Review article: biological agents in the treatment of Crohn's disease

Aliment Pharmacol Ther. 2002 Sep;16(9):1579-90. doi: 10.1046/j.1365-2036.2002.01319.x.


The main aim of the management of Crohn's disease is to reduce inflammation. Current approaches with corticosteroids, immunosuppressive agents, mesalazine and antibiotics have limited therapeutic benefit for many patients. Considerable progress has been made with regard to our knowledge of the basic mechanisms of the disease, which is associated with immunological imbalance characterized by an excess of pro-inflammatory cytokines. Recent advances in bio-technology have led to the development of many new therapeutic agents, so-called biological agents, which selectively target single key processes involved in the pathogenesis of the disease. A growing number of biological agents are under investigation in both randomized controlled trials and uncontrolled studies. The aim of this review is to provide the clinician with an insight into the randomized controlled trials published in the literature on the use of biological agents in the treatment of Crohn's disease.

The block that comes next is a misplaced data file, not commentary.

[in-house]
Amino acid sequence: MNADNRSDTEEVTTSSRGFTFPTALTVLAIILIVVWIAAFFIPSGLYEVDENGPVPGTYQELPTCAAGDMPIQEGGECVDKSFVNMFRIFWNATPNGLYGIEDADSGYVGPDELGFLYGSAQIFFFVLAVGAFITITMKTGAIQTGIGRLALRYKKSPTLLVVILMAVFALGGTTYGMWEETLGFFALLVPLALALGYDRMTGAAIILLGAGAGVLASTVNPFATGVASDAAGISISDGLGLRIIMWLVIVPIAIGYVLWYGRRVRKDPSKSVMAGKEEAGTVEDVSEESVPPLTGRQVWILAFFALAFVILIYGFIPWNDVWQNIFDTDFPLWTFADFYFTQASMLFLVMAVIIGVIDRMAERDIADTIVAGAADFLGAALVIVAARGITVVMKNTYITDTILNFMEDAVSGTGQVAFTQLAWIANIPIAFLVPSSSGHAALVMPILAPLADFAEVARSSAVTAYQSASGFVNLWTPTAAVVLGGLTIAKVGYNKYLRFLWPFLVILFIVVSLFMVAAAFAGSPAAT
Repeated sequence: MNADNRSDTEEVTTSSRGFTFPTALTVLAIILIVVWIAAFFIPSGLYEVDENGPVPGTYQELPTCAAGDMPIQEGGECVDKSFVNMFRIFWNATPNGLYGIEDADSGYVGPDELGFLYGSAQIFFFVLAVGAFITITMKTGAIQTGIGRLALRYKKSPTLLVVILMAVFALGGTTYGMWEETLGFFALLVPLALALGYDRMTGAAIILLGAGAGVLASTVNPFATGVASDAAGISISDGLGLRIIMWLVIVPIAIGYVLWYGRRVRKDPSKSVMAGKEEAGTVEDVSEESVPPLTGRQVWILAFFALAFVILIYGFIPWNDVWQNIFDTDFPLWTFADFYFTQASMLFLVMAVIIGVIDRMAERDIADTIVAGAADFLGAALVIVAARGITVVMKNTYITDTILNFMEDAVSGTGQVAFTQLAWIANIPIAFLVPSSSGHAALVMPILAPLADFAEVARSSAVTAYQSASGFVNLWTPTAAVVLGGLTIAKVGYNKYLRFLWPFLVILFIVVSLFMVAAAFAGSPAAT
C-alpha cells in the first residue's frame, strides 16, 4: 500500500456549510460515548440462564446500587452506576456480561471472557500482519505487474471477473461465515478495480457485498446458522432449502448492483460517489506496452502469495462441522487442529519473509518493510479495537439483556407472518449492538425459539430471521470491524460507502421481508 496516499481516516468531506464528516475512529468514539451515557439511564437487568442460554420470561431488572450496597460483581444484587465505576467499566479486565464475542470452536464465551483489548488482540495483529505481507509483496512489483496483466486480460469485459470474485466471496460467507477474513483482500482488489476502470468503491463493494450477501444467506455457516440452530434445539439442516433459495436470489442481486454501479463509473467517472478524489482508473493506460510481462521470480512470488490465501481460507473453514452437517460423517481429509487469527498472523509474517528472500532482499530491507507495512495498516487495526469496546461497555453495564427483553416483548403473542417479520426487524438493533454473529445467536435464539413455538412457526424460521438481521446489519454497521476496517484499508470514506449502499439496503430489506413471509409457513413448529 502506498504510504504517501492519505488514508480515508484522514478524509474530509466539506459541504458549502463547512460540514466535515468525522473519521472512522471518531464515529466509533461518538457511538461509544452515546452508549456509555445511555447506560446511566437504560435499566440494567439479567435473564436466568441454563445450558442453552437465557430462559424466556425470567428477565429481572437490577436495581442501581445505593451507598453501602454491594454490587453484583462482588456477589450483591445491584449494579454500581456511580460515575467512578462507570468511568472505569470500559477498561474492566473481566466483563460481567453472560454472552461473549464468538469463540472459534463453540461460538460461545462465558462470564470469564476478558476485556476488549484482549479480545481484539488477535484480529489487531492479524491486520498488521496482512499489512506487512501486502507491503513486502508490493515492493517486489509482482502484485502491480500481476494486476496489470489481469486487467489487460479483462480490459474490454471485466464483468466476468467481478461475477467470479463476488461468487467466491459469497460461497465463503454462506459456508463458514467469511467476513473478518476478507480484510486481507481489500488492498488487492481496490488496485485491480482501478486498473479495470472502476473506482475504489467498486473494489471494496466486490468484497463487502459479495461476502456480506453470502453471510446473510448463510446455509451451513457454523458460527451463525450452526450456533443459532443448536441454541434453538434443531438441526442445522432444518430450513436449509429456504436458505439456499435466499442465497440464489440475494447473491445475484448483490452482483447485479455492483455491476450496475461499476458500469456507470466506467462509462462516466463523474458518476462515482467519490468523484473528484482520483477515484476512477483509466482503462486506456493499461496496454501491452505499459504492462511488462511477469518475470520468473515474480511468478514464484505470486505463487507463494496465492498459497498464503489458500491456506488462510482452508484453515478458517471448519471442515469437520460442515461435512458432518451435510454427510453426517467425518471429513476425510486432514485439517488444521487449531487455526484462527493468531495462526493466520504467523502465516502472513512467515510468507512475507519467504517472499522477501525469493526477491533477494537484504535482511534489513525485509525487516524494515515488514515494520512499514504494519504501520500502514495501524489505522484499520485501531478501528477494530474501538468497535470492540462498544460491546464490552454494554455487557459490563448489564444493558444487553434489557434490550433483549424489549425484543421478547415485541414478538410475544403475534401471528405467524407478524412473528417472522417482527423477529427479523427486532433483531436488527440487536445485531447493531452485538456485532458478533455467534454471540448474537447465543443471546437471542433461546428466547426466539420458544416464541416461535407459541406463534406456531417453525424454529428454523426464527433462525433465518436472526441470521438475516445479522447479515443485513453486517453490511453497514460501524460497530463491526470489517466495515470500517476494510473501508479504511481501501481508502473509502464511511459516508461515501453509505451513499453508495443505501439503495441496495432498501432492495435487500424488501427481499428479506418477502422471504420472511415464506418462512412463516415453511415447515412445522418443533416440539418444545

Publication types

  • Review

MeSH terms

  • Antibodies, Monoclonal / therapeutic use
  • Biological Factors / therapeutic use*
  • Crohn Disease / therapy*
  • Gastrointestinal Agents / therapeutic use*
  • Humans
  • Infliximab
  • Interleukins / therapeutic use
  • Randomized Controlled Trials as Topic
  • Recombinant Proteins / therapeutic use
  • Tumor Necrosis Factor-alpha / antagonists & inhibitors


  • Antibodies, Monoclonal
  • Biological Factors
  • Gastrointestinal Agents
  • Interleukins
  • Recombinant Proteins
  • Tumor Necrosis Factor-alpha
  • CDP 571
  • Infliximab